But though the same statute absolutely prohibited bowling alleys, Henry VIII.
Young boys used to manually set up bowling pins after each frame.
Jack ran from the house to greet them, nearly bowling Brady over.
The Bowling Associations of Victoria and New South Wales were established in 1880, and it was not until 1892 that the Scottish Bowling Association was founded.
He declined an invitation to join Fred and two neighborhood cronies for bowling, but had no desire to stick around the house all day either.
The state maintains for the whites two State Normal Schools, which were established in 1906 - one, for the eastern district, at Richmond, and the other, for the western district, at Bowling Green.
Of several parks the largest are Lister, Peel, and Bowling parks, each exceeding fifty acres.
In the last is an ancient and picturesque mansion, which formerly belonged to the Bowling or Bolling family.
The Forth and Clyde Navigation runs from Bowling on the Clyde, through the north-western part of Glasgow and through Kirkintilloch and Falkirk to Grangemouth on the Forth, a distance of 35 m.
JAMES BOWLING MOZLEY (1813-1878), English theologian, was born at Gainsborough, Lincolnshire, on the 15th of September 1813, and was educated at Oriel College, Oxford.
There is a public park, besides bowling-greens and cricket and football fields.
Jefferson, Jessamine, Warren, Grayson and Caldwell counties have valuable quarries of an excellent light-coloured Oolitic limestone, resembling the Bedford limestone of Indiana, and best known under the name of the finest variety, the " Bowling Green stone " of Warren county; and sandstones good for structural purposes are found in both coal regions, and especially in Rowan county.
From each end of the house a curved colonnade and a pavement lead westerly to a row of out-buildings which partially enclose a bowling green and spacious lawn with shaded drives and walks, and beautiful gardens (with trees planted by Washington, Franklin, Jefferson, Lafayette and others).
The cities 'of Kentucky which in 1900 had a population of more than 5000 were: Louisville (pop. in 1900, 204,731); Covingto`t (42,938); Newport (28,301); Lexington (26,369); Paducah (19,446); Owensboro (13,189); Henderson (10,272); Frankfort, the capital (9487); Bowling Green (8226); Hopkinsville (7280); Ashland (6800); Maysville (6423); Bellevue (6332); Dayton (6104), and Winchester (5964).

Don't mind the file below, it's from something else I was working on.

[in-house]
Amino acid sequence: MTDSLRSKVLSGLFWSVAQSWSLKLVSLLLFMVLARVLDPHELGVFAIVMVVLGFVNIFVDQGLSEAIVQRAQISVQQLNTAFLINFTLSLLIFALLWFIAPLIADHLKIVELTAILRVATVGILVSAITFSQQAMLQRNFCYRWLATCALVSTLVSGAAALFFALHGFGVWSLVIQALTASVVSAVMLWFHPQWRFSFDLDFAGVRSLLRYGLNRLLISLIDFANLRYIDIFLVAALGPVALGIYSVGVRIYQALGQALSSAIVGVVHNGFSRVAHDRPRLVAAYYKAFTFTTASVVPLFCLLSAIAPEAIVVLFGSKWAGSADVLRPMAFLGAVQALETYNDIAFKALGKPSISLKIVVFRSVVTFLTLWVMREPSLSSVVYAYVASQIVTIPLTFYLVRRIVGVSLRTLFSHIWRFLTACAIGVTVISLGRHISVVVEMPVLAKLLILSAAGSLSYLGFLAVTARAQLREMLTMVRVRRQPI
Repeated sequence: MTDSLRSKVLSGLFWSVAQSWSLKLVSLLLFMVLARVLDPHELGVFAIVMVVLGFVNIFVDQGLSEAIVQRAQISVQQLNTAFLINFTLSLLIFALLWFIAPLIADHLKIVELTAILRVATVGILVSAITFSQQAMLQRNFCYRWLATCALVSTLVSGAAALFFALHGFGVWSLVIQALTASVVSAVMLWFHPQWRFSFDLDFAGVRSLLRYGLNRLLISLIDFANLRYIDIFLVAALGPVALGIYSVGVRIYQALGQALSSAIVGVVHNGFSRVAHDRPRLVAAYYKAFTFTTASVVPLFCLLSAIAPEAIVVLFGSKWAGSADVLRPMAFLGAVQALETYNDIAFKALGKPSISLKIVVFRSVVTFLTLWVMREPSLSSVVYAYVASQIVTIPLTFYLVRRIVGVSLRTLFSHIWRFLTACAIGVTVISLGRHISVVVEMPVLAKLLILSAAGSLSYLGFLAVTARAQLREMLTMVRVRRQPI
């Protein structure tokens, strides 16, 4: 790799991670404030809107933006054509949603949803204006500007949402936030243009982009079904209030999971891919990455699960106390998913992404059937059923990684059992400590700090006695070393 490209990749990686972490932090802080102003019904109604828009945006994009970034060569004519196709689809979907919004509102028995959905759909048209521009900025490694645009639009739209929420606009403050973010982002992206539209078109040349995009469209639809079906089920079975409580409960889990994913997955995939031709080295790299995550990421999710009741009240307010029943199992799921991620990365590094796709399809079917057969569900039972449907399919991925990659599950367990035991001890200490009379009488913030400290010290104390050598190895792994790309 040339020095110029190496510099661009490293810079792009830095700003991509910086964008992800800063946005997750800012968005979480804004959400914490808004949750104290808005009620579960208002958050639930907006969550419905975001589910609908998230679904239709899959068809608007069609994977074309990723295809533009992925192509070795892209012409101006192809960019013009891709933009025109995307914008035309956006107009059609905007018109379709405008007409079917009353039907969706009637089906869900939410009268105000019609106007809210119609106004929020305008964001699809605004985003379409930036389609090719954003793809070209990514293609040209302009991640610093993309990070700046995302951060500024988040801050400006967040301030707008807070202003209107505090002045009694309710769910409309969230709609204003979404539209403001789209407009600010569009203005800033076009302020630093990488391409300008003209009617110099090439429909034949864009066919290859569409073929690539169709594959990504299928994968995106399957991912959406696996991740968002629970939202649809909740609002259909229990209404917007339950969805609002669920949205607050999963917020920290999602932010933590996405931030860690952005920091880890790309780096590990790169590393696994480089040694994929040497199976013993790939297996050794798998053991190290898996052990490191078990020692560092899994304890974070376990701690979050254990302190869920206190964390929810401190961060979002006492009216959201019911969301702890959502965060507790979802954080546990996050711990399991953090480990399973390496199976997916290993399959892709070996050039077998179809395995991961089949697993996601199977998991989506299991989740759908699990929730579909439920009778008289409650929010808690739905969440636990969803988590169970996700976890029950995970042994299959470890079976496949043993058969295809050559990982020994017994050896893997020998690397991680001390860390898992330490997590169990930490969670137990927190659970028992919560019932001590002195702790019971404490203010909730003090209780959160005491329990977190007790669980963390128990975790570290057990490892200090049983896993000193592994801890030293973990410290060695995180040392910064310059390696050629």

There's not enough to charge him with anything, but I have to give Lydia credit; she set him up like a bowling alley.
So eminently respectable a person as John Evelyn thought no harm in bowling for stakes, and once played at the Durdans, near Epsom, for £io, winning match and money, as he triumphantly notes in his Diary for the 14th of August 1657.
BOWLING GREEN, a city and the county-seat of Wood county, Ohio, U.S.A., 20 m.
Bowling Green is served by the Cincinnati, Hamilton & Dayton and the Toledo & Ohio Central railways, and by the Toledo Urban & Interurban and the Lake Erie, Bowling Green & Napoleon electric lines, the former extending from Toledo to Dayton.
St James's Park was transformed from marshy land into a deer park, bowling green and tennis court by Henry VIII., extended and laid out as a pleasure garden by Charles II., and rearranged according to the designs of John Nash in 1827-1829.
The company supports a school, Leclaire Academy, and has built a club-house, bowling alleys, tennis-courts, base-ball grounds, &c. The first settlement on the site of Edwardsville was made in 1812, and in 1815 the town was laid out and named in honour of Ninian Edwards (1775-1833), the governor of the Illinois Territory (1809-1818), and later United States senator (1818-1824) and governor of the state of Illinois (1826-1830).
On the other hand, "bear and bull-baiting, interludes, and (at all times in the meane sort of people by law prohibited) bowling" were not to be permitted on Sunday (Wilkins, Concilia, iv.